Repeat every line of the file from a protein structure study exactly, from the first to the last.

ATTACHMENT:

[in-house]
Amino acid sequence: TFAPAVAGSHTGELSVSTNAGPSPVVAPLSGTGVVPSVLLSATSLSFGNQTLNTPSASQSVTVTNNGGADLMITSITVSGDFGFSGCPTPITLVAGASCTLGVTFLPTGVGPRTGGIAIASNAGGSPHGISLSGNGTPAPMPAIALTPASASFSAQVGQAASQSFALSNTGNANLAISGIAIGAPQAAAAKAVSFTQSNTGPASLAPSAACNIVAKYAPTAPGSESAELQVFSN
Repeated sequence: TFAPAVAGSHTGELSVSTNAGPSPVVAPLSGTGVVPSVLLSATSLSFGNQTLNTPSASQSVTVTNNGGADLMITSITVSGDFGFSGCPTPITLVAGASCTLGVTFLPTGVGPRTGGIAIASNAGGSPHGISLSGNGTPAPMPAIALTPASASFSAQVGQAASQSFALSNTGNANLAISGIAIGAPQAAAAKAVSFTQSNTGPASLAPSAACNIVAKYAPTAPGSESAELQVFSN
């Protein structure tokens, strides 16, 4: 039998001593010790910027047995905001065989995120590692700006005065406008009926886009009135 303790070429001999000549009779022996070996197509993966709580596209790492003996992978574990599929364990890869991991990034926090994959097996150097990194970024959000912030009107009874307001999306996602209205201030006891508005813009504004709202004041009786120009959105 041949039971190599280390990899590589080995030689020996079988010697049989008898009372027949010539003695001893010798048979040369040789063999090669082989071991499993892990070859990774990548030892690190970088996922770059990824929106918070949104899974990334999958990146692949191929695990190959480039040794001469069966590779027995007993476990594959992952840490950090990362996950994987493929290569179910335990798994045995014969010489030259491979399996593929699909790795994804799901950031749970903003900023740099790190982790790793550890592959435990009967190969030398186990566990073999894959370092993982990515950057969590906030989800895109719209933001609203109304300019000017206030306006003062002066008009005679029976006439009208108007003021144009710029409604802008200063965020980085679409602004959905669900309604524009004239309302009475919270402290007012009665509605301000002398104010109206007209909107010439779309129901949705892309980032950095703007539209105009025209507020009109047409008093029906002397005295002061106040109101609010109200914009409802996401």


[in-house]
Amino acid sequence: TFAPAVAGSHTGELSVSTNAGPSPVVAPLSGTGVVPSVLLSATSLSFGNQTLNTPSASQSVTVTNNGGADLMITSITVSGDFGFSGCPTPITLVAGASCTLGVTFLPTGVGPRTGGIAIASNAGGSPHGISLSGNGTPAPMPAIALTPASASFSAQVGQAASQSFALSNTGNANLAISGIAIGAPQAAAAKAVSFTQSNTGPASLAPSAACNIVAKYAPTAPGSESAELQVFSN
Repeated sequence: TFAPAVAGSHTGELSVSTNAGPSPVVAPLSGTGVVPSVLLSATSLSFGNQTLNTPSASQSVTVTNNGGADLMITSITVSGDFGFSGCPTPITLVAGASCTLGVTFLPTGVGPRTGGIAIASNAGGSPHGISLSGNGTPAPMPAIALTPASASFSAQVGQAASQSFALSNTGNANLAISGIAIGAPQAAAAKAVSFTQSNTGPASLAPSAACNIVAKYAPTAPGSESAELQVFSN
């Protein structure tokens, strides 16, 4: 039998001593010790910027047995905001065989995120590692700006005065406008009926886009009135 303790070429001999000549009779022996070996197509993966709580596209790492003996992978574990599929364990890869991991990034926090994959097996150097990194970024959000912030009107009874307001999306996602209205201030006891508005813009504004709202004041009786120009959105 041949039971190599280390990899590589080995030689020996079988010697049989008898009372027949010539003695001893010798048979040369040789063999090669082989071991499993892990070859990774990548030892690190970088996922770059990824929106918070949104899974990334999958990146692949191929695990190959480039040794001469069966590779027995007993476990594959992952840490950090990362996950994987493929290569179910335990798994045995014969010489030259491979399996593929699909790795994804799901950031749970903003900023740099790190982790790793550890592959435990009967190969030398186990566990073999894959370092993982990515950057969590906030989800895109719209933001609203109304300019000017206030306006003062002066008009005679029976006439009208108007003021144009710029409604802008200063965020980085679409602004959905669900309604524009004239309302009475919270402290007012009665509605301000002398104010109206007209909107010439779309129901949705892309980032950095703007539209105009025209507020009109047409008093029906002397005295002061106040109101609010109200914009409802996401």